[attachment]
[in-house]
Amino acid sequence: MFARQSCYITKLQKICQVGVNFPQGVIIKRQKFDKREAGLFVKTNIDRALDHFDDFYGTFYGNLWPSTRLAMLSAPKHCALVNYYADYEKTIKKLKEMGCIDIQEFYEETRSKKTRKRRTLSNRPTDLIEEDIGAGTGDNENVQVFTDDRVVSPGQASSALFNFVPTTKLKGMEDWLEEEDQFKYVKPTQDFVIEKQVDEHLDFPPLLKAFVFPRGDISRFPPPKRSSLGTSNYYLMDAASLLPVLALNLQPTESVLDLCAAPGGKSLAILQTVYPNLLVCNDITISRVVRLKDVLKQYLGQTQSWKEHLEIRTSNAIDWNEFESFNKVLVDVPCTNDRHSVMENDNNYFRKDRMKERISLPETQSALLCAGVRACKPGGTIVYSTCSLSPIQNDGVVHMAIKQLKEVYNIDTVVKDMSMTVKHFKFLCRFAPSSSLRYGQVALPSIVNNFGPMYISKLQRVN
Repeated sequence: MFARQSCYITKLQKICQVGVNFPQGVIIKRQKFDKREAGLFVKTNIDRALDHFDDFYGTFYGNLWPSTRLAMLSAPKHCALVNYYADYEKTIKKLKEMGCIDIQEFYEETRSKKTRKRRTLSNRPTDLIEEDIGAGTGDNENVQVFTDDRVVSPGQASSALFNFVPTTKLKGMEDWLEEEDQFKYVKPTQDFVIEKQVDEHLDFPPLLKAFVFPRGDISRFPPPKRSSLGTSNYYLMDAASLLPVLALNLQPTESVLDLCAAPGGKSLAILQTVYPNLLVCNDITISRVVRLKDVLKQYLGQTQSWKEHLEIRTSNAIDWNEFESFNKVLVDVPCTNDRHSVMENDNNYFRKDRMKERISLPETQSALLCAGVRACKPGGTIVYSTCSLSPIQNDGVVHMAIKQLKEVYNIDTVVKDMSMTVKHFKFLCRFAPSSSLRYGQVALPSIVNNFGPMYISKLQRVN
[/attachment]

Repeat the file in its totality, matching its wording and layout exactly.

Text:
[in-house]
Amino acid sequence: MFARQSCYITKLQKICQVGVNFPQGVIIKRQKFDKREAGLFVKTNIDRALDHFDDFYGTFYGNLWPSTRLAMLSAPKHCALVNYYADYEKTIKKLKEMGCIDIQEFYEETRSKKTRKRRTLSNRPTDLIEEDIGAGTGDNENVQVFTDDRVVSPGQASSALFNFVPTTKLKGMEDWLEEEDQFKYVKPTQDFVIEKQVDEHLDFPPLLKAFVFPRGDISRFPPPKRSSLGTSNYYLMDAASLLPVLALNLQPTESVLDLCAAPGGKSLAILQTVYPNLLVCNDITISRVVRLKDVLKQYLGQTQSWKEHLEIRTSNAIDWNEFESFNKVLVDVPCTNDRHSVMENDNNYFRKDRMKERISLPETQSALLCAGVRACKPGGTIVYSTCSLSPIQNDGVVHMAIKQLKEVYNIDTVVKDMSMTVKHFKFLCRFAPSSSLRYGQVALPSIVNNFGPMYISKLQRVN
Repeated sequence: MFARQSCYITKLQKICQVGVNFPQGVIIKRQKFDKREAGLFVKTNIDRALDHFDDFYGTFYGNLWPSTRLAMLSAPKHCALVNYYADYEKTIKKLKEMGCIDIQEFYEETRSKKTRKRRTLSNRPTDLIEEDIGAGTGDNENVQVFTDDRVVSPGQASSALFNFVPTTKLKGMEDWLEEEDQFKYVKPTQDFVIEKQVDEHLDFPPLLKAFVFPRGDISRFPPPKRSSLGTSNYYLMDAASLLPVLALNLQPTESVLDLCAAPGGKSLAILQTVYPNLLVCNDITISRVVRLKDVLKQYLGQTQSWKEHLEIRTSNAIDWNEFESFNKVLVDVPCTNDRHSVMENDNNYFRKDRMKERISLPETQSALLCAGVRACKPGGTIVYSTCSLSPIQNDGVVHMAIKQLKEVYNIDTVVKDMSMTVKHFKFLCRFAPSSSLRYGQVALPSIVNNFGPMYISKLQRVN